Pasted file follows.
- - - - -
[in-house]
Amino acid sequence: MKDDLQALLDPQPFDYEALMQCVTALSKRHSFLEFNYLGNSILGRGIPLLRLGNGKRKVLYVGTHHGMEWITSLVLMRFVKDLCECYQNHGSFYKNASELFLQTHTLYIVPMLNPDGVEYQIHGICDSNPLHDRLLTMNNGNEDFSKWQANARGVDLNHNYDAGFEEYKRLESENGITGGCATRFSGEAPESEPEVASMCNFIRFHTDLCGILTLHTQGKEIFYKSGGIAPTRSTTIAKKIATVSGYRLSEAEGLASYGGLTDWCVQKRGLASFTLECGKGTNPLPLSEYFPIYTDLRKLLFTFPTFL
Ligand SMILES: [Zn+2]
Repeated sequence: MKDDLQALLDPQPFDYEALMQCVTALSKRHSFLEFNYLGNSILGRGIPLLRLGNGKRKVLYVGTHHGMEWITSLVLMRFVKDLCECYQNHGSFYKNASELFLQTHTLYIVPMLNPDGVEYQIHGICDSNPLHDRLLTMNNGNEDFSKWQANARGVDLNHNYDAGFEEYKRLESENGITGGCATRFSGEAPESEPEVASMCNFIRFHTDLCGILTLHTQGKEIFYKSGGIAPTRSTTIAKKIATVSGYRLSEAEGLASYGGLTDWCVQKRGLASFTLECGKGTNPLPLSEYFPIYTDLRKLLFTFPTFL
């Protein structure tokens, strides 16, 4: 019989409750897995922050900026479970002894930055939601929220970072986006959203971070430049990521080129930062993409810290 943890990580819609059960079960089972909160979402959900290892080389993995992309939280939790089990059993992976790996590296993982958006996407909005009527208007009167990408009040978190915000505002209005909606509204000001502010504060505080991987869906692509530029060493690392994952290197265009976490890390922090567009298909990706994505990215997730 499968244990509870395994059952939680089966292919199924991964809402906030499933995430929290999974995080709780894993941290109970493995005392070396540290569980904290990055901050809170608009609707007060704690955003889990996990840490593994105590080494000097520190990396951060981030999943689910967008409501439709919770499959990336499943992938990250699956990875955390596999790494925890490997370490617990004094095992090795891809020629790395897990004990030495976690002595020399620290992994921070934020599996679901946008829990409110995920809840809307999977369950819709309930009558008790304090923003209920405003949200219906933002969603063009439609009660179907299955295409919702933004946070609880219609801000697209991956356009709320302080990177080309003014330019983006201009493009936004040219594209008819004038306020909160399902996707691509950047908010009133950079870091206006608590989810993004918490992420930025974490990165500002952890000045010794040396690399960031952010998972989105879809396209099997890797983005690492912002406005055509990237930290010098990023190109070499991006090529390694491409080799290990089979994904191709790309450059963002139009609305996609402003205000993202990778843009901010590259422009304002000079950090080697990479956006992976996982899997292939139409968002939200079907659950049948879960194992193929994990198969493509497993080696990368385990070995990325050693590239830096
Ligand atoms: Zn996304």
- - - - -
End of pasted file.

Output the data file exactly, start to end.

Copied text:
[in-house]
Amino acid sequence: MKDDLQALLDPQPFDYEALMQCVTALSKRHSFLEFNYLGNSILGRGIPLLRLGNGKRKVLYVGTHHGMEWITSLVLMRFVKDLCECYQNHGSFYKNASELFLQTHTLYIVPMLNPDGVEYQIHGICDSNPLHDRLLTMNNGNEDFSKWQANARGVDLNHNYDAGFEEYKRLESENGITGGCATRFSGEAPESEPEVASMCNFIRFHTDLCGILTLHTQGKEIFYKSGGIAPTRSTTIAKKIATVSGYRLSEAEGLASYGGLTDWCVQKRGLASFTLECGKGTNPLPLSEYFPIYTDLRKLLFTFPTFL
Ligand SMILES: [Zn+2]
Repeated sequence: MKDDLQALLDPQPFDYEALMQCVTALSKRHSFLEFNYLGNSILGRGIPLLRLGNGKRKVLYVGTHHGMEWITSLVLMRFVKDLCECYQNHGSFYKNASELFLQTHTLYIVPMLNPDGVEYQIHGICDSNPLHDRLLTMNNGNEDFSKWQANARGVDLNHNYDAGFEEYKRLESENGITGGCATRFSGEAPESEPEVASMCNFIRFHTDLCGILTLHTQGKEIFYKSGGIAPTRSTTIAKKIATVSGYRLSEAEGLASYGGLTDWCVQKRGLASFTLECGKGTNPLPLSEYFPIYTDLRKLLFTFPTFL
């Protein structure tokens, strides 16, 4: 019989409750897995922050900026479970002894930055939601929220970072986006959203971070430049990521080129930062993409810290 943890990580819609059960079960089972909160979402959900290892080389993995992309939280939790089990059993992976790996590296993982958006996407909005009527208007009167990408009040978190915000505002209005909606509204000001502010504060505080991987869906692509530029060493690392994952290197265009976490890390922090567009298909990706994505990215997730 499968244990509870395994059952939680089966292919199924991964809402906030499933995430929290999974995080709780894993941290109970493995005392070396540290569980904290990055901050809170608009609707007060704690955003889990996990840490593994105590080494000097520190990396951060981030999943689910967008409501439709919770499959990336499943992938990250699956990875955390596999790494925890490997370490617990004094095992090795891809020629790395897990004990030495976690002595020399620290992994921070934020599996679901946008829990409110995920809840809307999977369950819709309930009558008790304090923003209920405003949200219906933002969603063009439609009660179907299955295409919702933004946070609880219609801000697209991956356009709320302080990177080309003014330019983006201009493009936004040219594209008819004038306020909160399902996707691509950047908010009133950079870091206006608590989810993004918490992420930025974490990165500002952890000045010794040396690399960031952010998972989105879809396209099997890797983005690492912002406005055509990237930290010098990023190109070499991006090529390694491409080799290990089979994904191709790309450059963002139009609305996609402003205000993202990778843009901010590259422009304002000079950090080697990479956006992976996982899997292939139409968002939200079907659950049948879960194992193929994990198969493509497993080696990368385990070995990325050693590239830096
Ligand atoms: Zn996304």